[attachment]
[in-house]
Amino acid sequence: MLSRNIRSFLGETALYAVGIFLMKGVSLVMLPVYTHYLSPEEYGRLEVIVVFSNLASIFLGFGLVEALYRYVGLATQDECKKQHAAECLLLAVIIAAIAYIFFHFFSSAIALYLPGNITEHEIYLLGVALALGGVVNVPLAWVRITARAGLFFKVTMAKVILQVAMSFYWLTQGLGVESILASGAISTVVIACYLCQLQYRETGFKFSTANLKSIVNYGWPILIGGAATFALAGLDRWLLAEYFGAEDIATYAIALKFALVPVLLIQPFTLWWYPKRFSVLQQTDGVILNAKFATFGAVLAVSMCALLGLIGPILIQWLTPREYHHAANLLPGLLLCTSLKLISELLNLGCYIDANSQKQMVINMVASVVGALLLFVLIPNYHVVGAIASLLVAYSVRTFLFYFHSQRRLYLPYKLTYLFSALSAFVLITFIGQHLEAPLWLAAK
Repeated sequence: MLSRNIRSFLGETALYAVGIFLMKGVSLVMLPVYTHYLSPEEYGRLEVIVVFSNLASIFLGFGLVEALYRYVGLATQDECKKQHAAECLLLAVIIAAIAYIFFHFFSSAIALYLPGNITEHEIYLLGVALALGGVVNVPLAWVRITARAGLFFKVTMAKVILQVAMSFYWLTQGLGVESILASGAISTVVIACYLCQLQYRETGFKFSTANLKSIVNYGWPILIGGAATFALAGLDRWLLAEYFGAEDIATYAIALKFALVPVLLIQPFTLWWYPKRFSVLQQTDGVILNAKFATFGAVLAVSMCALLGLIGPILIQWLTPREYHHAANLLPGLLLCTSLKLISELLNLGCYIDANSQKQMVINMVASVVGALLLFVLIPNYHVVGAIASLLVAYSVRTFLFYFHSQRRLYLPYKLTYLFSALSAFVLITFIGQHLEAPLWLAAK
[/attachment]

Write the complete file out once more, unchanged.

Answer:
[in-house]
Amino acid sequence: MLSRNIRSFLGETALYAVGIFLMKGVSLVMLPVYTHYLSPEEYGRLEVIVVFSNLASIFLGFGLVEALYRYVGLATQDECKKQHAAECLLLAVIIAAIAYIFFHFFSSAIALYLPGNITEHEIYLLGVALALGGVVNVPLAWVRITARAGLFFKVTMAKVILQVAMSFYWLTQGLGVESILASGAISTVVIACYLCQLQYRETGFKFSTANLKSIVNYGWPILIGGAATFALAGLDRWLLAEYFGAEDIATYAIALKFALVPVLLIQPFTLWWYPKRFSVLQQTDGVILNAKFATFGAVLAVSMCALLGLIGPILIQWLTPREYHHAANLLPGLLLCTSLKLISELLNLGCYIDANSQKQMVINMVASVVGALLLFVLIPNYHVVGAIASLLVAYSVRTFLFYFHSQRRLYLPYKLTYLFSALSAFVLITFIGQHLEAPLWLAAK
Repeated sequence: MLSRNIRSFLGETALYAVGIFLMKGVSLVMLPVYTHYLSPEEYGRLEVIVVFSNLASIFLGFGLVEALYRYVGLATQDECKKQHAAECLLLAVIIAAIAYIFFHFFSSAIALYLPGNITEHEIYLLGVALALGGVVNVPLAWVRITARAGLFFKVTMAKVILQVAMSFYWLTQGLGVESILASGAISTVVIACYLCQLQYRETGFKFSTANLKSIVNYGWPILIGGAATFALAGLDRWLLAEYFGAEDIATYAIALKFALVPVLLIQPFTLWWYPKRFSVLQQTDGVILNAKFATFGAVLAVSMCALLGLIGPILIQWLTPREYHHAANLLPGLLLCTSLKLISELLNLGCYIDANSQKQMVINMVASVVGALLLFVLIPNYHVVGAIASLLVAYSVRTFLFYFHSQRRLYLPYKLTYLFSALSAFVLITFIGQHLEAPLWLAAK